- The Washington Times - Sunday, September 15, 2002

KARACHI, Pakistan United States and Pakistani officials continued to question a key al Qaeda leader arrested last week, even as Germany said yesterday that it will seek the extradition of the man believed to be from the Hamburg cell that carried out the September 11 attacks in the United States.
Pakistani officials confirmed yesterday that they were holding about a dozen foreigners arrested last week on suspicion they were al Qaeda members, including Ramzi Binalshibh, who U.S. authorities say was a key planner of the September 11 attacks.
The FBI believes Binalshibh, a roommate of hijack leader Mohamed Atta in Germany, was to have been the 20th hijacker but was denied entry into the United States.
In Washington, U.S. officials said they were convinced the man was Binalshibh, even though the Pakistani official said he kept insisting under interrogation that his name was Abdullah.
German Interior Minister Otto Schily, speaking on the sidelines of a European Union conference in Copenhagen, said he would like to see Binalshibh tried in Germany. Attorney General John Ashcroft also was present at the meeting.
German Justice Minister Herta Daeubler-Gmelin said German authorities will cooperate with others who may want custody of Binalshibh.
"There is no question we want to bring him before a German court, and we will have to check the procedure," Mrs. Daeubler-Gmelin said. "We are very happy that they got him, and we will speak with others who want to have him. There is no reason for a dispute about this."
Should the United States seek to gain custody of Binalshibh, which seems likely, an extradition to Germany beforehand could raise serious legal snarls.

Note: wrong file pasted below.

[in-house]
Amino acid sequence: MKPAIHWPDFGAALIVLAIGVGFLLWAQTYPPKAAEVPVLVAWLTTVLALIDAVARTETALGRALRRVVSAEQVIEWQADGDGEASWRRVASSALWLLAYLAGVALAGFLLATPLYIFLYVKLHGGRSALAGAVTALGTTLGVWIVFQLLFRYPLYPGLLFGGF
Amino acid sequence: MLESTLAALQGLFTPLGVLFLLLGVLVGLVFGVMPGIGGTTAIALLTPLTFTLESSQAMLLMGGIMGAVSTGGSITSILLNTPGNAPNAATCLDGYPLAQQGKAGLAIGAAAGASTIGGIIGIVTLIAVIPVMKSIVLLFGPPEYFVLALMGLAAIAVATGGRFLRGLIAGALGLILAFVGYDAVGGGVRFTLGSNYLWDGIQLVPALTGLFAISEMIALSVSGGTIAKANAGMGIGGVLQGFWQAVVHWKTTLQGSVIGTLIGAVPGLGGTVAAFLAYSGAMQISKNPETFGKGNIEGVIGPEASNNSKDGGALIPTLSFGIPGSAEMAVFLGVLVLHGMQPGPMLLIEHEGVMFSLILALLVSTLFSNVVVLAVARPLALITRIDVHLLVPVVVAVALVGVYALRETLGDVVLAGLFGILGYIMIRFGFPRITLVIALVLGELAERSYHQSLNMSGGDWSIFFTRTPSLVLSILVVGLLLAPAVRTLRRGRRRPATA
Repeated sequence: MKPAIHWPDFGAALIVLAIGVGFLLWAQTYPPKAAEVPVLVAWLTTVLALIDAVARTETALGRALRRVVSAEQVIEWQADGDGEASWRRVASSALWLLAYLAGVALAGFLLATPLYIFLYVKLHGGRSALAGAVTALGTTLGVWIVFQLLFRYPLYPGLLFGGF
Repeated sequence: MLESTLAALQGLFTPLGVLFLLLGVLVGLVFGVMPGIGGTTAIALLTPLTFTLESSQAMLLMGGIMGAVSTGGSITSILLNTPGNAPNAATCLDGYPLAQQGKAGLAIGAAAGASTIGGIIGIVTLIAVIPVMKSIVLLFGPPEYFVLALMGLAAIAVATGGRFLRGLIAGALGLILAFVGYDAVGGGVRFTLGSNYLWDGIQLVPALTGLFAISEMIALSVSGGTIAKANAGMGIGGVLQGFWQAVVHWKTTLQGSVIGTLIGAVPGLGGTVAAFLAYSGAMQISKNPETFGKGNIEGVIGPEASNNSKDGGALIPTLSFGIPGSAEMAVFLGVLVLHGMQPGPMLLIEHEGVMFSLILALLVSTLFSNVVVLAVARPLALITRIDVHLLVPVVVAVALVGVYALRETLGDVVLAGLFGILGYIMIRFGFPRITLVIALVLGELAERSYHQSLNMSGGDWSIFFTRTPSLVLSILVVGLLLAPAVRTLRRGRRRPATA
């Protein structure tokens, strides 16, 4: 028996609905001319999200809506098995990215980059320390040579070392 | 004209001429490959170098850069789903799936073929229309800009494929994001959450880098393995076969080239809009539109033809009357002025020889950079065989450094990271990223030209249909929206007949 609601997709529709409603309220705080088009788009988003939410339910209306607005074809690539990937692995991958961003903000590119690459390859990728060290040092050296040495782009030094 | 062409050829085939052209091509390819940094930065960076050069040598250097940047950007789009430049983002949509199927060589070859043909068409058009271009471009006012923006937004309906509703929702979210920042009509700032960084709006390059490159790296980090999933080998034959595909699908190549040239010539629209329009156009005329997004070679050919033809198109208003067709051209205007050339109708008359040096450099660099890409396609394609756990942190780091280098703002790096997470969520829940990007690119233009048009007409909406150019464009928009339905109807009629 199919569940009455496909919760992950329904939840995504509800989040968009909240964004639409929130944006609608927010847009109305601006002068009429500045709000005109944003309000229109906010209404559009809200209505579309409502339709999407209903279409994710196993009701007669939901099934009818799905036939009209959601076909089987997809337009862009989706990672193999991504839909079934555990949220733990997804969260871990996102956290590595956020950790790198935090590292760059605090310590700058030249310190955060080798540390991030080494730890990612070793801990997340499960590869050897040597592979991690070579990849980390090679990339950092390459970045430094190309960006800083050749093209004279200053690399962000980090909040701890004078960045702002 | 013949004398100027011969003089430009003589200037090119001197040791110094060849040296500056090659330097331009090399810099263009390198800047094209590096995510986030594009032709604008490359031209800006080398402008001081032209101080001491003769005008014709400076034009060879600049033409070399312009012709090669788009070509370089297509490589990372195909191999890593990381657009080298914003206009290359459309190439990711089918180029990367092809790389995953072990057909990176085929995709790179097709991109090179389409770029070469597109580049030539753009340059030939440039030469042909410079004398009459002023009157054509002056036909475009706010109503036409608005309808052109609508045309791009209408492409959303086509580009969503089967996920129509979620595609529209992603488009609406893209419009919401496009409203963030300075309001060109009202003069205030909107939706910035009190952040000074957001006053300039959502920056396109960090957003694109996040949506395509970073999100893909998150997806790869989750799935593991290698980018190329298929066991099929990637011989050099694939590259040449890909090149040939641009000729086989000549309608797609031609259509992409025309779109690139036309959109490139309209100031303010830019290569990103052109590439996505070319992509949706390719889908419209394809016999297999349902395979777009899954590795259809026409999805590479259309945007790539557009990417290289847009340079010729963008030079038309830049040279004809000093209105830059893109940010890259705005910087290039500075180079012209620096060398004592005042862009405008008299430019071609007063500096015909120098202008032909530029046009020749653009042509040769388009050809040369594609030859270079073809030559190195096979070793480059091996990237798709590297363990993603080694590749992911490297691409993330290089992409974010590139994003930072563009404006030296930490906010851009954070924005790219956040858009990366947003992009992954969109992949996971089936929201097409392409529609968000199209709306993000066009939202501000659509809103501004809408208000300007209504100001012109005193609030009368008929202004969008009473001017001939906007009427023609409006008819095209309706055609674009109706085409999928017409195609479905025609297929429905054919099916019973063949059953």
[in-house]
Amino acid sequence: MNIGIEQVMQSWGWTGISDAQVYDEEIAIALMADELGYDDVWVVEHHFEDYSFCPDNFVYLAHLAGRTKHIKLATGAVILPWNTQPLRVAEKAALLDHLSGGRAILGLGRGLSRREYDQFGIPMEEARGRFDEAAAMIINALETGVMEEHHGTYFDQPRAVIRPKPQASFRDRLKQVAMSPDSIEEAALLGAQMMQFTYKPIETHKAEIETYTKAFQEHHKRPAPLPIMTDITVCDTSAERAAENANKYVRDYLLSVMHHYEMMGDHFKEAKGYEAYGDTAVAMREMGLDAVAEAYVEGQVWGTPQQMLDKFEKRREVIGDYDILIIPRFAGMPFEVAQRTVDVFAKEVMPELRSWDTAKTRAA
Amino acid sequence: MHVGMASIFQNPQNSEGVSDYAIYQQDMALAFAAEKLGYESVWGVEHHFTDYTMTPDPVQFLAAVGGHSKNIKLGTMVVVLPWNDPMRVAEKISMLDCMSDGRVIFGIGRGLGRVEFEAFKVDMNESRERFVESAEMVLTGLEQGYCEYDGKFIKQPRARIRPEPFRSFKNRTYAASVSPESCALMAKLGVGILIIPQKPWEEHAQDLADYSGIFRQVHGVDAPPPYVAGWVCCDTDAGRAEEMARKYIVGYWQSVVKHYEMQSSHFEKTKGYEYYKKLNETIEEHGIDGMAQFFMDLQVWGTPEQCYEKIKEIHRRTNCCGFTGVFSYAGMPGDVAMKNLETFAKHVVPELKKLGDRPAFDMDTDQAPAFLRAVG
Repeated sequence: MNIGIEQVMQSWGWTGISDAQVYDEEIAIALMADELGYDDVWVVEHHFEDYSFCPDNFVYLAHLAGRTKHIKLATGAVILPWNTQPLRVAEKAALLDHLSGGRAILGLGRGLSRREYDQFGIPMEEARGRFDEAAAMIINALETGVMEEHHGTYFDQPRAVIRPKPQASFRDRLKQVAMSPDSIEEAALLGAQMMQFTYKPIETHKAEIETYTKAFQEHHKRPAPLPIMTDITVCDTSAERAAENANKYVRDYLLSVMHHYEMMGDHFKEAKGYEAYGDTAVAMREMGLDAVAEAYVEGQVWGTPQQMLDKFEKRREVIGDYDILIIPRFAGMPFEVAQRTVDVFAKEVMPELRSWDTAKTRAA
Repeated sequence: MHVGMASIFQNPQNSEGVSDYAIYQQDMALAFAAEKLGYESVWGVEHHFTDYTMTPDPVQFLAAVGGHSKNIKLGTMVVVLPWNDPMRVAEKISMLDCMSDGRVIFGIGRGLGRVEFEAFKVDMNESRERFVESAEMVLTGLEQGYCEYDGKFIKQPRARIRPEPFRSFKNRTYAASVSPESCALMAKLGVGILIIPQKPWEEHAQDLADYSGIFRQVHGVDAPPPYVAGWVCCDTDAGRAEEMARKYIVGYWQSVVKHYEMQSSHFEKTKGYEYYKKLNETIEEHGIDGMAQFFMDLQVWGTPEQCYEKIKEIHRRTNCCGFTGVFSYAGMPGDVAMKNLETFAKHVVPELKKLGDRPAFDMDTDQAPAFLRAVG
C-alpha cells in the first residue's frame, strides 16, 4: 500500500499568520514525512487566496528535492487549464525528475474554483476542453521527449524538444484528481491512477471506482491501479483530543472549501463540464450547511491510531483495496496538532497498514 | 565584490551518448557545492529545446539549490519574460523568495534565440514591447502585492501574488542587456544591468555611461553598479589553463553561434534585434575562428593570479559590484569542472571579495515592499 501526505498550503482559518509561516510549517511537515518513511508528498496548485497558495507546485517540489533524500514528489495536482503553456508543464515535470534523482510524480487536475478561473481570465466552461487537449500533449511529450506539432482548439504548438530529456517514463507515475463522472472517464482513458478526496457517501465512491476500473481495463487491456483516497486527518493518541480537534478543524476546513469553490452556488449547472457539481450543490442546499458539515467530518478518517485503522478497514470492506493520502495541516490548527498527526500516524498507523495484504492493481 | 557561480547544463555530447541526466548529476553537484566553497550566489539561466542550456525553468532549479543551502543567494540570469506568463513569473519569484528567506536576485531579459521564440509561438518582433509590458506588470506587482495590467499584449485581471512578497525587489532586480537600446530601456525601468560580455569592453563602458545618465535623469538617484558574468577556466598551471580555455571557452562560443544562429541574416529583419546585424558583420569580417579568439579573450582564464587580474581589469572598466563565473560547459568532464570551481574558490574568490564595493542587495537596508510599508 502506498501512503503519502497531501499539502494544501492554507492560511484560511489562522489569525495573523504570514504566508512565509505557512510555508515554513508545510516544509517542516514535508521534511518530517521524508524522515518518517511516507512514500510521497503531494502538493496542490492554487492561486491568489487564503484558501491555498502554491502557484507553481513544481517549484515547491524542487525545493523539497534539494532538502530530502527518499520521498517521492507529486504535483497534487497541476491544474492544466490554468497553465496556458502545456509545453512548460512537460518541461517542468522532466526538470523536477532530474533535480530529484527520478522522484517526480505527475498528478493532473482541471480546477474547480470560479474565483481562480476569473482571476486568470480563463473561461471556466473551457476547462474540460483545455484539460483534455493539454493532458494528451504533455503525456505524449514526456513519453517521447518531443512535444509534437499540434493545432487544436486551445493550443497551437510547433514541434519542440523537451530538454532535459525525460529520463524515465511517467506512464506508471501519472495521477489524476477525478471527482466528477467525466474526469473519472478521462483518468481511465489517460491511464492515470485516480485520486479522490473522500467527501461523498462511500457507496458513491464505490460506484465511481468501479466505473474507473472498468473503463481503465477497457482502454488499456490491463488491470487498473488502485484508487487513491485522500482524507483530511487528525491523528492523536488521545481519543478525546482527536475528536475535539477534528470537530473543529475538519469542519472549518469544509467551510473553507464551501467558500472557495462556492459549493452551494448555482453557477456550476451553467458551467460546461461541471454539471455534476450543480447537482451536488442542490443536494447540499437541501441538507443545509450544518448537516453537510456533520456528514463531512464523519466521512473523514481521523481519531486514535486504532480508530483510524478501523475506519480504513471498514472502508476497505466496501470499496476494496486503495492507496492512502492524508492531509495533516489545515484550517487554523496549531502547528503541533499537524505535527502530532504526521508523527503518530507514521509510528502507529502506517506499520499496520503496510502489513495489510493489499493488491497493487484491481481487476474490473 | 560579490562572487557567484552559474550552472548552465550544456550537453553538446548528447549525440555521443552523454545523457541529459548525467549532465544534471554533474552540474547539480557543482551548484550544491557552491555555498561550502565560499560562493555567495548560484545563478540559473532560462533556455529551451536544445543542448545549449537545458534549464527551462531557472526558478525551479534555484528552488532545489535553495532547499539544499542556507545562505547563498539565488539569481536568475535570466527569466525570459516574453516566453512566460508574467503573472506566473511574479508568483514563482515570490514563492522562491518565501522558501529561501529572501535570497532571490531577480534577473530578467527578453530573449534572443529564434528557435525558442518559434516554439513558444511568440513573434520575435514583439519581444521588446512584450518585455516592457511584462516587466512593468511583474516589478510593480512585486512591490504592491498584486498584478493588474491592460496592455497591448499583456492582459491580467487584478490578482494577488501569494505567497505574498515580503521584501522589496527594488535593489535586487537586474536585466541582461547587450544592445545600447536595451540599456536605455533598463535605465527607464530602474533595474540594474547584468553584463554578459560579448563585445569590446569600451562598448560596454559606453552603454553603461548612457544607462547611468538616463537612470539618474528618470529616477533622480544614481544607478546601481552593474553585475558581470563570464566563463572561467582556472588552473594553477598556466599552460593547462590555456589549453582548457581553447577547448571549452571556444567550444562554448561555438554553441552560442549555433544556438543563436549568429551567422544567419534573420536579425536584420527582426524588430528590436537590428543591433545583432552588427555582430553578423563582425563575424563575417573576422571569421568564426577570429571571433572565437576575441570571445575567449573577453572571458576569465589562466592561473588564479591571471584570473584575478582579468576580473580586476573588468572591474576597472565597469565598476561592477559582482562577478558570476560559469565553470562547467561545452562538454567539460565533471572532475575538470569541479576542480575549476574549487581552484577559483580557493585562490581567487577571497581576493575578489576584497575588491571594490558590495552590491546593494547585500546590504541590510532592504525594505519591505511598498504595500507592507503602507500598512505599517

Germany, like other EU partners, customarily has refused to send prisoners in its custody to countries where they could face the death penalty. Germany has also refused to provide the United States with evidence against Zacarias Moussaoui, who is facing a terrorism trial in a federal court in Virginia. He is a French citizen of Moroccan descent and he was to take over as the 20th hijacker after Binalshibh was denied a U.S. visa, but was arrested by U.S. authorities about a month before the attacks.
A Pakistani government statement said the dozen foreigners were apprehended and two were killed during raids in Karachi on Monday night and Wednesday morning. "Two out of those arrested are suspected to be high-level al Qaeda men and their identity is being confirmed," the statement added.
Binalshibh was apprehended during the raid Wednesday the anniversary of the September 11 terrorist attacks at an apartment house in an upscale neighborhood of Karachi, a teeming city of more than 12 million.
Those in the apartment fired grenades and automatic weapons at police, triggering a four-hour gunbattle that left two of the Islamic militants dead and seven policemen wounded.
Pakistani President Pervez Musharraf told CNN on Friday that one Egyptian, one Saudi and eight Yemenis were arrested in connection with the raid.
Binalshibh, 30, was born in Yemen. A correspondent for the Persian Gulf-based Al Jazeera satellite station claimed to have interviewed him and another top suspect, Khalid Sheik Mohammed, in Karachi three months ago. The interview was broadcast this week.
Yesterday, an Arabic language Web site that focuses on developments in Pakistan and Afghanistan issued a statement on the apparent arrest of Binalshibh, implying that it may have been linked to the Al Jazeera interview.
"The arrest of Binalshibh, who is also wanted by German intelligence, came a few days after an interview on Al Jazeera was broadcast," the statement said. "We would like to indicate that if, God forbid, this news is correct, this means there was a kind of treason that caused brother Ramzi to fall into the hands of those infidels, which requires a warning to all brothers."
Ibrahim Helal, Al Jazeera's editor in chief, denied any link between the arrest and the station's June interview. "Why would the Americans and the Pakistanis wait three months to arrest a man of Binalshibh's importance?" he asked.
He said U.S. authorities had not contacted the Qatar-based station about the interview.


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